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How To... in 30333 : Real Estate Advice

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Activity 8
Wed Nov 28, 2012
Rodney Mason answered:
This was posted in Atlanta GA, so probably not.
0 votes 2 answers Share Flag
Wed Feb 5, 2014
Don Tepper answered:
Two options:

First, a Realtor will have access to the MLS. Depending on a number of factors, you may be able to trace the price history back anywhere from 10 to 30 or more years.

Second, most jurisdictions have tax records online. You probably can go online and find recent sales prices. Again, it'll vary regarding how far back you can go. Or, if you go down to the courthouse to look at the paper records, you can go back as far as you want.

Hope that helps.
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0 votes 7 answers Share Flag
Wed May 24, 2017
Carla Williams answered:
You can try the secretary of state's website. Also, google. And, if push comes to shove, go and meet the neighbors:0)
0 votes 32 answers Share Flag
Wed Feb 8, 2012
Jill Hoover answered:
I would suggest searching some websites for foreclosure listings, and soliciting the agents who have them for sale - to get business. Good Luck!
0 votes 11 answers Share Flag
Tue Mar 30, 2010
Bill Piper answered:
Talk to your mortgage company about converting the remainder to a signature loan. If they won't cooperate, see if you can get a signature loan where you bank.

One of the mortgage professionals can probably advise you better than I can on your situation.

How about it Mortgage Guys? Got any suggestions?

Good Luck
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0 votes 3 answers Share Flag
Fri Apr 10, 2009
Joshua Jarvis answered:
Seek out a commercial real estate agent like Robert McBride at 770-495-1859. He can give you all the properties that are available and help you negotiate a great deal, one that utilizes your non-profit status (which can be very beneficial).

Unlike residential, commercial properties are not thrown up all over the internet and therefore require a higher degree of expertise.

Good luck!
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0 votes 4 answers Share Flag
Fri Nov 21, 2008
Lee Taylor answered:
Jenesa,

First things first.

Before you and your Home Inspector, and KB's team, and "another contractor" rely upon untrained speculation, hire a Structural Engineer with a track record in evaluating the dimensional stability of different types of concrete. Spend another $500 and be duly diligent.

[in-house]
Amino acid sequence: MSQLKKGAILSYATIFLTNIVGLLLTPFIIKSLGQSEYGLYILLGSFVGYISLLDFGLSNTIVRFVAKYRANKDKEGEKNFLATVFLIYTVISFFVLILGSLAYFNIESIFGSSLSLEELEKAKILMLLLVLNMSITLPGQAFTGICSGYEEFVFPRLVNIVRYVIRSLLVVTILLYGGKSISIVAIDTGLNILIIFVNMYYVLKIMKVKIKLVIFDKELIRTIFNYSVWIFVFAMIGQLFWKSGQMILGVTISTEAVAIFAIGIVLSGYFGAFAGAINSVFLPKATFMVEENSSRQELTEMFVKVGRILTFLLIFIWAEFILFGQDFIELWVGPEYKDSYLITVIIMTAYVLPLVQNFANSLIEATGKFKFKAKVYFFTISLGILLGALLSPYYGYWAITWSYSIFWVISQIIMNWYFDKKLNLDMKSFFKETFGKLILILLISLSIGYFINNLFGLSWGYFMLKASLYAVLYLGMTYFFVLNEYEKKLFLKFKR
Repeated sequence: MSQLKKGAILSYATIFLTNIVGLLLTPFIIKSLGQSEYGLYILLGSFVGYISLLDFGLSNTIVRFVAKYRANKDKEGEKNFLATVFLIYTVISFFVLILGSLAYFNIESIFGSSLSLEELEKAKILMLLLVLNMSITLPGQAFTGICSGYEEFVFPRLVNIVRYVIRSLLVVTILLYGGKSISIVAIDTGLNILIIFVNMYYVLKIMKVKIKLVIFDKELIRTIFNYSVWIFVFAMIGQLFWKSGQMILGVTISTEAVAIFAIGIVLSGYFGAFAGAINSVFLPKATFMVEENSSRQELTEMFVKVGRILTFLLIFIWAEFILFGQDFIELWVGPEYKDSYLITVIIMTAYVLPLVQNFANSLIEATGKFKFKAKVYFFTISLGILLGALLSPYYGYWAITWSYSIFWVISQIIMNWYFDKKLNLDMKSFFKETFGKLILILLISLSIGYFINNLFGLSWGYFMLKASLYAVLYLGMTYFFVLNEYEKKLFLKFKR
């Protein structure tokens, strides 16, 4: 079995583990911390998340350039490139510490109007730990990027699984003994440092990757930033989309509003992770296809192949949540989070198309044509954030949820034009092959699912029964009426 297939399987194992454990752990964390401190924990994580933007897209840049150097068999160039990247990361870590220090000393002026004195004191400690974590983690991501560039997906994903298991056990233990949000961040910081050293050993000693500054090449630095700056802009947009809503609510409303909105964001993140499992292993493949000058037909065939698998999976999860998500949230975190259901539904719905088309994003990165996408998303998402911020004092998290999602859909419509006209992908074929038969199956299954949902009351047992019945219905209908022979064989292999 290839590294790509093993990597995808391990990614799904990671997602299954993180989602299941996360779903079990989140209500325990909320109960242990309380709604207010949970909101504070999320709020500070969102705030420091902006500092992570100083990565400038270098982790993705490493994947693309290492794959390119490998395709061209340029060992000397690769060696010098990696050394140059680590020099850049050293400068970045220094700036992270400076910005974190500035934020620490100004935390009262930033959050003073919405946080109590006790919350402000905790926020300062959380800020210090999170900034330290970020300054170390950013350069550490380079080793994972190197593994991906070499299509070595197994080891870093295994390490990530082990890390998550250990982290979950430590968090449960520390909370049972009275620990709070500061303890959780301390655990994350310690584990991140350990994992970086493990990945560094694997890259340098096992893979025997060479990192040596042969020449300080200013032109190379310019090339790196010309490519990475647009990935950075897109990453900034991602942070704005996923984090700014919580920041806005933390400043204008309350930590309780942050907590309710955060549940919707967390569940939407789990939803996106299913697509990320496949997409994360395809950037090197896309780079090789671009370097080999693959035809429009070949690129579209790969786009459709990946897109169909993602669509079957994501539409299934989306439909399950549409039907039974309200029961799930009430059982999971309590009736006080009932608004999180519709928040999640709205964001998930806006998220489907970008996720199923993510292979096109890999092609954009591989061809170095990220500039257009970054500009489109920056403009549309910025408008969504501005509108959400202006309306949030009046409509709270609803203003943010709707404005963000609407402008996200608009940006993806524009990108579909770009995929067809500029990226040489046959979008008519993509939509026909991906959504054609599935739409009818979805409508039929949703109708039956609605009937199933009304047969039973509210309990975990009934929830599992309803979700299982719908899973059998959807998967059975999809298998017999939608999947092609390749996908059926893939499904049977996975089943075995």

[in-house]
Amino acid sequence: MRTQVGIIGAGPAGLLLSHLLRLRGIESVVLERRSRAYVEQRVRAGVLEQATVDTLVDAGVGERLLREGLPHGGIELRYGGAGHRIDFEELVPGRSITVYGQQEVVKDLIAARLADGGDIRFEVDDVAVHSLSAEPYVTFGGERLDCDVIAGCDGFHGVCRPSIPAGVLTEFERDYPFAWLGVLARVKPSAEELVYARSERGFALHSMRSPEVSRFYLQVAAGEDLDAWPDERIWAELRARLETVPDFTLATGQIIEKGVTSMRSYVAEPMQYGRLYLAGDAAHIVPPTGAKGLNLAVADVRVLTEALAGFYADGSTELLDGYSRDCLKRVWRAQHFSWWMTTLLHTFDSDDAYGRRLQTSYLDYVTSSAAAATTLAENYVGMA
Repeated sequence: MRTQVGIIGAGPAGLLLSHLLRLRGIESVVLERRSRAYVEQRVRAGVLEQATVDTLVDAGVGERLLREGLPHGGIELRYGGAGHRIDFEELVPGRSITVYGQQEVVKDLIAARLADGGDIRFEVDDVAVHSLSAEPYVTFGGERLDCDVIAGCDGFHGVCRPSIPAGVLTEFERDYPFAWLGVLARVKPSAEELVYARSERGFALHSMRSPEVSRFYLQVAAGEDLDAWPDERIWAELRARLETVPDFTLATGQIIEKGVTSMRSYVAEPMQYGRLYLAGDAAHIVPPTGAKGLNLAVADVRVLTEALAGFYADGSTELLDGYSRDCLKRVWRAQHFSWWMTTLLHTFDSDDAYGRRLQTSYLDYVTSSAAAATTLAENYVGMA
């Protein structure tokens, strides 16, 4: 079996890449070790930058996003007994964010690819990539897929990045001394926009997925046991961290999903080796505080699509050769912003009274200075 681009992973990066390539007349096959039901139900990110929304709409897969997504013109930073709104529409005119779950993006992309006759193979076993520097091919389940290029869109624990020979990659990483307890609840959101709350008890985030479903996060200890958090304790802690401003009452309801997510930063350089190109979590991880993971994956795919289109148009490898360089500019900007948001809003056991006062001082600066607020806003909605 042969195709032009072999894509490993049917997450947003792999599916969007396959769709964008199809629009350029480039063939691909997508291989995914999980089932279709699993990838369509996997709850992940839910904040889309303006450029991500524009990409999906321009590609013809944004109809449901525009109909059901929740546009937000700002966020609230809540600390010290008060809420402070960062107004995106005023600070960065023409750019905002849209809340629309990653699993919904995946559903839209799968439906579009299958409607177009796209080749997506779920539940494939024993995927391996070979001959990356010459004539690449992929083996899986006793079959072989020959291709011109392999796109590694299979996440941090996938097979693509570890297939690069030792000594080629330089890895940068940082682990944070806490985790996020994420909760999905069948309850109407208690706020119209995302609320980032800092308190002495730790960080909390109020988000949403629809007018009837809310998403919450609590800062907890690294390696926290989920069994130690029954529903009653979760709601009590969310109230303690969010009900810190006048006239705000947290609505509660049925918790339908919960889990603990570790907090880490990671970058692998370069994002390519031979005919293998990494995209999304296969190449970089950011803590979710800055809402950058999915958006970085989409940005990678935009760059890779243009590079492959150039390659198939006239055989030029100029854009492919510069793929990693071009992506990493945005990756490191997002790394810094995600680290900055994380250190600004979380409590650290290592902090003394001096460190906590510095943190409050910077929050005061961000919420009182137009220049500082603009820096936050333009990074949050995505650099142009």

That being said, no matter what, KB has a reputation to uphold and will not let a negative engineer's report stand, I'm pretty sure. If you think differently, then so be it. If KB is acting up, then you have recourse through their corporate channels, the Georgia Home Builder's Association, the BBB, etc.

You need a case based on facts and not uncertified speculation. You are probably playing in the greyer areas of "concrete performance" that are specifically defined in your Binding Agreement.

You better have your paperwork tight, if you want this house, or else...

You could just let the $500 go.

Or, do you love, love, love the house? Is it a dreamhome? Are you crestfallen and melancholy over the whole sordid affair? Do you just want the big mean builder to satisfy specific structural concerns and then call it a happy day?

If so, then get your due diligence on.

If not, then come on, $500? If you can let 'em have it, and suffer no penalties, then lose the money and move on.

If you do not understand the consequences of that walkaway move, then consult with a real estate litigator or else hope that you don't get sued for specific performance under a Binding Agreement.

Jenesa - I'm shocked that KB only has $500 Earnest Money on this contract.

KB - if you are reading this, step up your game. Real estate is a serious business.
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0 votes 3 answers Share Flag
Fri Sep 26, 2008
Lise Desormeaux answered:
Voice activation systems are often very sensitive and need to be programmed a few times before they work well. Speaking clearly and naturally during set up is critical. For example: you may be trying to speak slowly and loud so the system will understand you and then when you've completed the set up and are attempting to use the system the system does not understand you because you are now in a normal mode. Try redoing the set up with this in mind.

I'm not sure what kind of contract you have, is this a monthly plan? Does the local seller have a repair policy? Or a return policy? How long has it been since you purchased he TV? I am assuming this is on a monthly plan since it appears as though you want to cancel payment to the local seller. In that case there must be a cancellation clause in the contract.

Hope this helps!
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0 votes 6 answers Share Flag
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